Autopilots and Flight Control systems interface directly with the primary flight controls. This means that proper aircraft rigging is critical to aircraft safety, proper operation, and system performance. We often get operator complaints of laggy system response. While well enough to hand-fly, or in some cases what has always seemed normal to the aircraft pilot/operator, we often find the entire aircraft flight controls being slightly out-of-rigging which exacerbates poor autopilot performance.

Another contributing factor is servo installation – an improperly installed unit can have excess friction binding or in some cases even mechanical rubbing on adjacent components. While rare, we have seen it happen from systems installed by other entities. Often these matters are either not noticed or miniscule when the system is first installed but over time wears more and more leading to either a more mechanically visual issue or wear enough to the point it can be felt by the pilot through flight controls.

The last item, and one of the most common, is servo bridle cable clamp slippage and/or improper tensioning. Bridle cables, which are spooled to the servo, attach to the aircraft primary control cable so that the main control cable can be moved back and forth by the servo. If the bridle cables loosen, either due to improper installation, slippage, or even airframe fuselage contraction and expansion due to temperature fluctuations, it can cause the system to be slow in response to commanded inputs. This often results in the aircraft having pitch and roll oscillations in flight when the autopilot / AFCS is engaged.

Wiring Issues

We do see intermittent wiring issues with autopilots and AFCS. Improper original installation, while working for a while, can eventually lead to intermittent continuity due to either chafing or vibration. We find this to be most common in trim and disconnect switches on the yoke as they are subject to vibration, being bumped into, and stretchy coil-cords from yoke to panel being a high wear item.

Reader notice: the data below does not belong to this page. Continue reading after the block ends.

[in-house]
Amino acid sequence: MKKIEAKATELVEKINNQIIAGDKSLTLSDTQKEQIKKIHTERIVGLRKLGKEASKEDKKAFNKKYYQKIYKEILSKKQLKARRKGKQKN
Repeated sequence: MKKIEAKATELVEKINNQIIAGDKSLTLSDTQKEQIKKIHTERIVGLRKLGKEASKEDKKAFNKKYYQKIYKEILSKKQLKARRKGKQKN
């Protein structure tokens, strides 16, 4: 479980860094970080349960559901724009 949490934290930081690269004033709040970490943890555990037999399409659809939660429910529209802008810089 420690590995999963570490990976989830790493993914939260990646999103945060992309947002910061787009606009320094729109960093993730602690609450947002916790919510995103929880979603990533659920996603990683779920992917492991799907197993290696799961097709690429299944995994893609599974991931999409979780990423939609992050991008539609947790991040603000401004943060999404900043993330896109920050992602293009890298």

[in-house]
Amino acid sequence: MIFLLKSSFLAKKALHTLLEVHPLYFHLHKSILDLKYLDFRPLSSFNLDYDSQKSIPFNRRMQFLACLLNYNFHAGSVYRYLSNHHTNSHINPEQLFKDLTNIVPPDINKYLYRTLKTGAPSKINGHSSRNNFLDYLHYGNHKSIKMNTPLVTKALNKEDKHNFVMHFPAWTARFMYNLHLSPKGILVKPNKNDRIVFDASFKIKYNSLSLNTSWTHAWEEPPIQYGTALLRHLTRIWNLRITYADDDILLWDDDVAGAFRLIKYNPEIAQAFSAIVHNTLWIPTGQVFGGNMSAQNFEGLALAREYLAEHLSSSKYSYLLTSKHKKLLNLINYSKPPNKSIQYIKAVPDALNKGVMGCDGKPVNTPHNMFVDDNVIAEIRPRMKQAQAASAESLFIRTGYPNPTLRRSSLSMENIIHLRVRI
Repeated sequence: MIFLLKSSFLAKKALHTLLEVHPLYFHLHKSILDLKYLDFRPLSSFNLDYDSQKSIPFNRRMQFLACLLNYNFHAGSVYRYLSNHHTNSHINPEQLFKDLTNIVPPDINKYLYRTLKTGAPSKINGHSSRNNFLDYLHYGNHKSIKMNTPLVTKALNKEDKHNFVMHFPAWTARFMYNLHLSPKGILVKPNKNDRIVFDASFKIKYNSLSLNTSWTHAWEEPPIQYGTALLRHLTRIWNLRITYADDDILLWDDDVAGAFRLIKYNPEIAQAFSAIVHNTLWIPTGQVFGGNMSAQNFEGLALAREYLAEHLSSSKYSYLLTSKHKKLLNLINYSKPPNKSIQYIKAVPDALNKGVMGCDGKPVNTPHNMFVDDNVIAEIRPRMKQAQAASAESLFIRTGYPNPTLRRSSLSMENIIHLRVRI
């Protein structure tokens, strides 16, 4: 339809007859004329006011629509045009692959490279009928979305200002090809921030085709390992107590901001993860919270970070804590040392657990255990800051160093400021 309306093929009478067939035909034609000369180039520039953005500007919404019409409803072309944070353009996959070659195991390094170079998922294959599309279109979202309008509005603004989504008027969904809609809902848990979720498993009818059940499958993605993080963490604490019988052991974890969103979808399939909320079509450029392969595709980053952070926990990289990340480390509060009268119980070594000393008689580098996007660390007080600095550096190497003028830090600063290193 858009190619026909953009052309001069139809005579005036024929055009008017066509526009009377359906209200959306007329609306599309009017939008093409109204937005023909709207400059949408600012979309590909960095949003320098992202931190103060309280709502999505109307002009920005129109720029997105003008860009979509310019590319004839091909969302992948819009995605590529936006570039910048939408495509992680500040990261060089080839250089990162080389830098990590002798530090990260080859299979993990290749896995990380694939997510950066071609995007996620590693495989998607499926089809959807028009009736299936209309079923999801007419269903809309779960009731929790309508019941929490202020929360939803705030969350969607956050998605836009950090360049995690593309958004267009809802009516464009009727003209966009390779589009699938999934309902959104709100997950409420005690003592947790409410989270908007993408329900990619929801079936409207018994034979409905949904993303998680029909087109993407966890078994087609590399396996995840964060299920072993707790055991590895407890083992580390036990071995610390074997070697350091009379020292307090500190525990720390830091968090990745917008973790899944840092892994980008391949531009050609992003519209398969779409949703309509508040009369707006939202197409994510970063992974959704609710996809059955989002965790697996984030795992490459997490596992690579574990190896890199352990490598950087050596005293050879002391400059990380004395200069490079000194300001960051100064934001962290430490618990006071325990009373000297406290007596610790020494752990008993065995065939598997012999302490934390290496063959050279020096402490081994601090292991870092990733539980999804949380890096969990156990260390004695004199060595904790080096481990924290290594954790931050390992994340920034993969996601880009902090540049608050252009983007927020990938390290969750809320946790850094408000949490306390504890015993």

While rare, it is possible for a system to even be mis-wired but not caught on the ground until an error is seen in flight. This is why it is critical to have autopilot / AFCS maintenance performed by a trusted and competent provider that not only knows how to install/maintain but how to operate the system as well.

Software glitch issues

Many will recall the Boeing 737 MAX fiasco induced by improper pitch-trim commands. Improper sensory input or computer/software logic inducing un-commanded pitch-trim action can be fatal – all factors that sometimes have nothing to do with the pilot or installer. A very recent example is a service bulletin issued by a major well known aviation electronics brand: in summary, an original halt entire system use or disable the pitch-trim servo until further notice. Eventually the manufacturer was able to fix the glitch via a software update.


Autopilots and AFCS can often provide years of trouble-free low maintenance use. But if not, the results can be from minor frustration all the way to a fatal catastrophe. It is critical to be cognitive of how the systems are supposed to function, any associated recommended routine servicing/inspection, and having the right team to help you in that process.

Did you know that the Avionics Department at First Flight Aviation has tremendous experience servicing, troubleshooting, installing, and even flying these systems? Let our Experts assist you in maintaining, updating, integrating, or educating you on your specific needs. The Avionics Team can be reached from the company website: Contact Us